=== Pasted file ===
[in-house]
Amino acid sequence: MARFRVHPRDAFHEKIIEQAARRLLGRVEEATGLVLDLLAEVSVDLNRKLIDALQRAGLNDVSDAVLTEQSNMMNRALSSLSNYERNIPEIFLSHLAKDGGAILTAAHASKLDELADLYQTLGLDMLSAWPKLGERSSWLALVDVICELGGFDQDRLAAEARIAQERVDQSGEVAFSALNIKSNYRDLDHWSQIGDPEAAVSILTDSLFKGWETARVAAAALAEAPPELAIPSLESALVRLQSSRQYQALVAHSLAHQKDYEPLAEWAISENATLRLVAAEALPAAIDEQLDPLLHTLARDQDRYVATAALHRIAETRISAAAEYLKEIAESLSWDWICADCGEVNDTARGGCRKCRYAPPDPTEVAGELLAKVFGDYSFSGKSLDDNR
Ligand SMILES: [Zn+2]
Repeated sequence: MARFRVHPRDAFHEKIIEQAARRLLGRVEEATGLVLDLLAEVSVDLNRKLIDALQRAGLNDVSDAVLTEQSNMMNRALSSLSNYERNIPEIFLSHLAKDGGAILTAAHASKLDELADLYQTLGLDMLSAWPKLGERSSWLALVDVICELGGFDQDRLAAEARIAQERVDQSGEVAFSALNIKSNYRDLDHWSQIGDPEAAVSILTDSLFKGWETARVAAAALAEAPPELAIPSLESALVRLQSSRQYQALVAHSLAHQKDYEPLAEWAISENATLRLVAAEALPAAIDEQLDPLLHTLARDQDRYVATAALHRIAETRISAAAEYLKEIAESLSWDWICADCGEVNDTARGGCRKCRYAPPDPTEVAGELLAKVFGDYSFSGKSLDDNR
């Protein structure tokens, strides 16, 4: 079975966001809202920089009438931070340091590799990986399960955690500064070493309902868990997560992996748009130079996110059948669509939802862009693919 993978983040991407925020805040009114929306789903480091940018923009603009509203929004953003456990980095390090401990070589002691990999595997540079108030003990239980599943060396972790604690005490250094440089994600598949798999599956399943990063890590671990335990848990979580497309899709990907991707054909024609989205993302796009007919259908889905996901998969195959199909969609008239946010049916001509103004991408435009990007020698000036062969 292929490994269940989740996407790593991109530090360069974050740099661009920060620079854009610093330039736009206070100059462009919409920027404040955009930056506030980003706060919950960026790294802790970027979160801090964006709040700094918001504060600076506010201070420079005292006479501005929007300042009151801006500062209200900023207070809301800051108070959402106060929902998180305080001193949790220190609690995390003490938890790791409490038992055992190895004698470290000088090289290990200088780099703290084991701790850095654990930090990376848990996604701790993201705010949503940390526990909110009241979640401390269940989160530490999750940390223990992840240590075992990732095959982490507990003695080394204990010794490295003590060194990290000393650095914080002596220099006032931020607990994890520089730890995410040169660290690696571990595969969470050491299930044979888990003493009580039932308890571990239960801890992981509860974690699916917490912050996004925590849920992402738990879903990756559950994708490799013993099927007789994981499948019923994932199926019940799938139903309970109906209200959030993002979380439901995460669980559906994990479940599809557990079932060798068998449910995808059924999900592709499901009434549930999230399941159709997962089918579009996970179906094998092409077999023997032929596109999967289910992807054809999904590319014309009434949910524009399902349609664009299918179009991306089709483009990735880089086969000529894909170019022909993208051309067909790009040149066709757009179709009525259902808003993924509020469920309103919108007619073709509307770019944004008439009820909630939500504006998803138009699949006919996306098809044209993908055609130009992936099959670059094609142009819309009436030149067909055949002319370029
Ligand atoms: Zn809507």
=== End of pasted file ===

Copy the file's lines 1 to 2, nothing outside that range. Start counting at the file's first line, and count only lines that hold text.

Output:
[in-house]
Amino acid sequence: MARFRVHPRDAFHEKIIEQAARRLLGRVEEATGLVLDLLAEVSVDLNRKLIDALQRAGLNDVSDAVLTEQSNMMNRALSSLSNYERNIPEIFLSHLAKDGGAILTAAHASKLDELADLYQTLGLDMLSAWPKLGERSSWLALVDVICELGGFDQDRLAAEARIAQERVDQSGEVAFSALNIKSNYRDLDHWSQIGDPEAAVSILTDSLFKGWETARVAAAALAEAPPELAIPSLESALVRLQSSRQYQALVAHSLAHQKDYEPLAEWAISENATLRLVAAEALPAAIDEQLDPLLHTLARDQDRYVATAALHRIAETRISAAAEYLKEIAESLSWDWICADCGEVNDTARGGCRKCRYAPPDPTEVAGELLAKVFGDYSFSGKSLDDNR